Apple’s macOS Finder is vulnerable to remote code execution, despite its desperate efforts to fix it.
In a security advisory published on behalf of researcher Park Minchan, the SSD Secure Disclosure program explained, the macOS Finder provides a visual interface for interacting with files, it is vulnerable to documents with the .inetloc extension.
The advisory says, “These files can be embedded inside emails which if the user clicks on them will execute the commands embedded inside them without providing a prompt or warning to the user.”
Theoretically, Apple’s macOS security mechanisms are Quarantined, for preventing the download from launching without user action, and Gatekeeper to enforce code signing. Yet users are able to execute commands when downloaded and double-clicked.
Researchers discovered the PoC file on macOS Big Sur (version 11.6), executed without any warning. Patrick Wardle said, the PoC code bypasses both of those mechanisms. Apple operating system software was affected by a similar flaw called CVE-2009-2811, more than a decade ago with the .fileloc extension in Mac OS X 10.5.8.The .inetloc file extension has been around since 2004 but it isn’t well documented. Even Apple’s own developer site does not recognize them and macOS views them as Internet locations.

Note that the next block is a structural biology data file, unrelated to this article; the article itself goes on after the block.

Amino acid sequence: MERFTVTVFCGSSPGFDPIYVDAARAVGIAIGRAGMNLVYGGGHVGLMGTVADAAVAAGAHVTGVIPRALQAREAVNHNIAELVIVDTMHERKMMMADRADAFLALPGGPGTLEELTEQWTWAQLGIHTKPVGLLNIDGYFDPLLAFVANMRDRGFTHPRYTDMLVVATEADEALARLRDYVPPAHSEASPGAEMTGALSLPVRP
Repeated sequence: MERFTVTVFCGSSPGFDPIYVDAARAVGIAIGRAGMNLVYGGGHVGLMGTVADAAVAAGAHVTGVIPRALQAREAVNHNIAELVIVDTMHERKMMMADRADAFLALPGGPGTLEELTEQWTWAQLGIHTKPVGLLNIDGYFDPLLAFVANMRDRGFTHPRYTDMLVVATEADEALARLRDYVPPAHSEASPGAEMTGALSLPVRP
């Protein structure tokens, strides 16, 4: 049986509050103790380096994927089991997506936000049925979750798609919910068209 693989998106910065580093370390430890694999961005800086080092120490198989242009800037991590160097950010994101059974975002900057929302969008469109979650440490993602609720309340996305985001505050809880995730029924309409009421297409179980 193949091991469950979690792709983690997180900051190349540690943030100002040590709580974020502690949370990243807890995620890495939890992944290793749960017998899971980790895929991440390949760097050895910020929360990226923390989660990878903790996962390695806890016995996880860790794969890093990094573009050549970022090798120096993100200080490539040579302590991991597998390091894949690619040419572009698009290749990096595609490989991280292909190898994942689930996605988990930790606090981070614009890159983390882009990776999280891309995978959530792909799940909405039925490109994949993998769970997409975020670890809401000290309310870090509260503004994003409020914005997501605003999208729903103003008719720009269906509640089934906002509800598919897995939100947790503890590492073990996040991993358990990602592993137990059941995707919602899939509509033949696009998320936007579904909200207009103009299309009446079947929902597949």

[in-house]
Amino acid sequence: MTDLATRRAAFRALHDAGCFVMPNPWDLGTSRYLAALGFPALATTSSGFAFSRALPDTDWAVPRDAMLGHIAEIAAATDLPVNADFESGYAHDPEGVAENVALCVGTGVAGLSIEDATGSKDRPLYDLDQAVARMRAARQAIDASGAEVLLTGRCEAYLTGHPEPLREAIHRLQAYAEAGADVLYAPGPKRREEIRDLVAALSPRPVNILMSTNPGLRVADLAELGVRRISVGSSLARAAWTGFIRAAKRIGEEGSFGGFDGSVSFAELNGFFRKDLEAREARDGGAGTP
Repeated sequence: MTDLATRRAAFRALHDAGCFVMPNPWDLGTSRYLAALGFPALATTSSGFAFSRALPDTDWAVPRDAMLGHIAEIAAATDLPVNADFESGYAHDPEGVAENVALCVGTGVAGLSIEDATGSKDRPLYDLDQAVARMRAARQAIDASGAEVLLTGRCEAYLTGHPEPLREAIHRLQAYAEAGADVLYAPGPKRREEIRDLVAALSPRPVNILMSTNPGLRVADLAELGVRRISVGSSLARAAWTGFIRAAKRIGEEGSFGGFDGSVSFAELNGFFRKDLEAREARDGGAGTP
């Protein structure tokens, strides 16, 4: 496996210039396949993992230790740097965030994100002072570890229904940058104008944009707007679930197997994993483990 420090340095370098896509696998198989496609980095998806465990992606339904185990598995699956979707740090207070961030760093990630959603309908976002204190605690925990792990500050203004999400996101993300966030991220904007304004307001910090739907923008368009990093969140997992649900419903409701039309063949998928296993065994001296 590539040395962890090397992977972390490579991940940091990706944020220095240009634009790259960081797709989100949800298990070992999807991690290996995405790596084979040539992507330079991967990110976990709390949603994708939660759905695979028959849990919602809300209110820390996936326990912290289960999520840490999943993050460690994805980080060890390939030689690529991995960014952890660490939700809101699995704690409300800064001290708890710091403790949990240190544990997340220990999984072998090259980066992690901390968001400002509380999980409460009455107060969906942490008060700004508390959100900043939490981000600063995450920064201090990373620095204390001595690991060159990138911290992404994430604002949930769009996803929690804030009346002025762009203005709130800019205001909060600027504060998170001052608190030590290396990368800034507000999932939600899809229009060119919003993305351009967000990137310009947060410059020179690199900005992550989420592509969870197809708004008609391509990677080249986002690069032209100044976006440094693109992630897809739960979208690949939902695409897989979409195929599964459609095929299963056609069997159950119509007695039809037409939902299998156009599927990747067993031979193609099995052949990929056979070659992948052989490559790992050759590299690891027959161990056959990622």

The advisory suggests the .inetloc files serve as shortcuts to Internet resources like an RSS feed or a telnet location. The files may include a server address and possibly login credentials for SSH or telnet sessions. Also, they can be created by typing a URL in a text editor and dragging the text to the macOS Desktop if the format and drag-and-drop are supported within the app.
Example of a PoC inetloc.inetloc for lack of a better name, looks like.
[callout bg=’#f9f9f9′ color=’#000000′ border=’#000000′ font=’arial’ radius=’5′] <?xml version=”1.0″ encoding=”UTF-8″?>
<!DOCTYPE plist PUBLIC “-//Apple//DTD PLIST 1.0//EN” “http://www.apple.com/DTDs/PropertyList-1.0.dtd”>
According to the advisory, Apple told the SSD Disclosure Program that newer versions of macOS, from Big Sur onward, have blocked the file:// prefix with a check-in com.apple.generic-internet-location. Though Apple’s engineers evidently failed to consider upper and lower case variations, so alternative renditions of the file handler like File:// or fIle:// still bypass the check.
The advisory further said, “We have notified Apple that FiLe:// (just mangling the value) doesn’t appear to be blocked, but have not received any response from them since the report has been made. As far as we know, at the moment, the vulnerability has not been patched.”